As the federal government shutdown drags into its fifth week, Norton Healthcare is waiving co-pays and deductibles for federal employees who still haven’t received a paycheck. The waived fees apply in Norton emergency rooms, immediate care centers and with virtual telehealth visits.
The move comes as health care providers nationwide, including in Michigan, New York and New Jersey, are also waiving these fees. Norton System Chief Medical Officer Steven Hester said there are many families affected by the shutdown.
“One of the things at this time of the year, obviously flu season is heavy and other illnesses, and we want to make sure that families aren’t wondering how they’re going to receive their healthcare needs,” Hester said. “So we decided to waive co-pays and deductibles for emergency visits at our immediate care centers, our e-care video visits and our six area emergency departments for furloughed federal employees and their family members.”
The new policy will last until the shutdown ends and applies to 14 area Norton Immediate Care Centers, Norton eCare virtual visits and emergency departments at Norton Audubon Hospital, Norton Brownsboro Hospital, Norton Hospital, Norton Women’s & Children’s Hospital, Norton Children’s Hospital and Norton Children’s Medical Center.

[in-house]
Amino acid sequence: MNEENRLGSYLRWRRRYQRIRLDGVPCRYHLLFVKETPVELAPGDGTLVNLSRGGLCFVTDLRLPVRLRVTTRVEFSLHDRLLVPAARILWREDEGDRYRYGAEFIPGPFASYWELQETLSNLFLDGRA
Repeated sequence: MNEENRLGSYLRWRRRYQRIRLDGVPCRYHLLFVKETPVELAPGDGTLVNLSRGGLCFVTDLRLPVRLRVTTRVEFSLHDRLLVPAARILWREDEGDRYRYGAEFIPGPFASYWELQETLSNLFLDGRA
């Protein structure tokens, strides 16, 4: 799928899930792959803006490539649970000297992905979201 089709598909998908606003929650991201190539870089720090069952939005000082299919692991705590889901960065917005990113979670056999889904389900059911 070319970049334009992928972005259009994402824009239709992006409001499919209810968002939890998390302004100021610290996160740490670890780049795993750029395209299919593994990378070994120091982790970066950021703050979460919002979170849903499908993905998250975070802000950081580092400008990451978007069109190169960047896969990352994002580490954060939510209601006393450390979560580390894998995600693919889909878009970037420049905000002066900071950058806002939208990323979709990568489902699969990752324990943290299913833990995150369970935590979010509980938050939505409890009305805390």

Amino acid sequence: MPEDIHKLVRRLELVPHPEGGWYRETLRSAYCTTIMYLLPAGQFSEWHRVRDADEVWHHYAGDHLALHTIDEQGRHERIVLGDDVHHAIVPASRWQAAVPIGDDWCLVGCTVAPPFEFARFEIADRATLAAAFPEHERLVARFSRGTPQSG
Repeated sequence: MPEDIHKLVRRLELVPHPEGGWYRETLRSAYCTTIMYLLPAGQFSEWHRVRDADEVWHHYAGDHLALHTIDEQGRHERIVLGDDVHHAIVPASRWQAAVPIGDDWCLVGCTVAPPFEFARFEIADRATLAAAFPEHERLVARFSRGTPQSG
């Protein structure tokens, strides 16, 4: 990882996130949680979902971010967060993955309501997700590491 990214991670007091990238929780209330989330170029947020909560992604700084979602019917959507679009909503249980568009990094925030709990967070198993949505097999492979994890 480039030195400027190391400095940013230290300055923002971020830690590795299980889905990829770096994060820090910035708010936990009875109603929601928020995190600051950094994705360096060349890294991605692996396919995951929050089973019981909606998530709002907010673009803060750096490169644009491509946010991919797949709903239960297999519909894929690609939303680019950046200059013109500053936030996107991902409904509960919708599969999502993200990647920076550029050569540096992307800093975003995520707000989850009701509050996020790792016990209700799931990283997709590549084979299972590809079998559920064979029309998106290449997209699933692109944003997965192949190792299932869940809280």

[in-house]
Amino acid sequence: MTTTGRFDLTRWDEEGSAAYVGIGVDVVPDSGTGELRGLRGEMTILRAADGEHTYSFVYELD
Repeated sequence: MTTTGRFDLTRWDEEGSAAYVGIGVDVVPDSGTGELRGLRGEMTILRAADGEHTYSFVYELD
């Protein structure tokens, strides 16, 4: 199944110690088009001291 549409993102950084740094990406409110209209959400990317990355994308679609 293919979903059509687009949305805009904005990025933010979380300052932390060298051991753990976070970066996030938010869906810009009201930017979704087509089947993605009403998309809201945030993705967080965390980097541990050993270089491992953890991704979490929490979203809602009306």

Hester said Norton didn’t apply the waiving of co-pays and deductibles to outpatient doctor’s appointments because video visits provide a basic level of care.
“Certainly when you look at offering different levels of care, we think the video visits offer one level of care, immediate care centers offer sort of that next level,” Hester said.
The partial government shutdown has already stretched a record 32 days as the president and members of Congress have failed to agree on funding for a border security wall. 800,000 federal employees across the country haven’t received paychecks; that includes those that are furloughed and those that are deemed essential and have to work but are not being paid. In Kentucky, 6,500 federal workers are affected, according to a Washington Post analysis.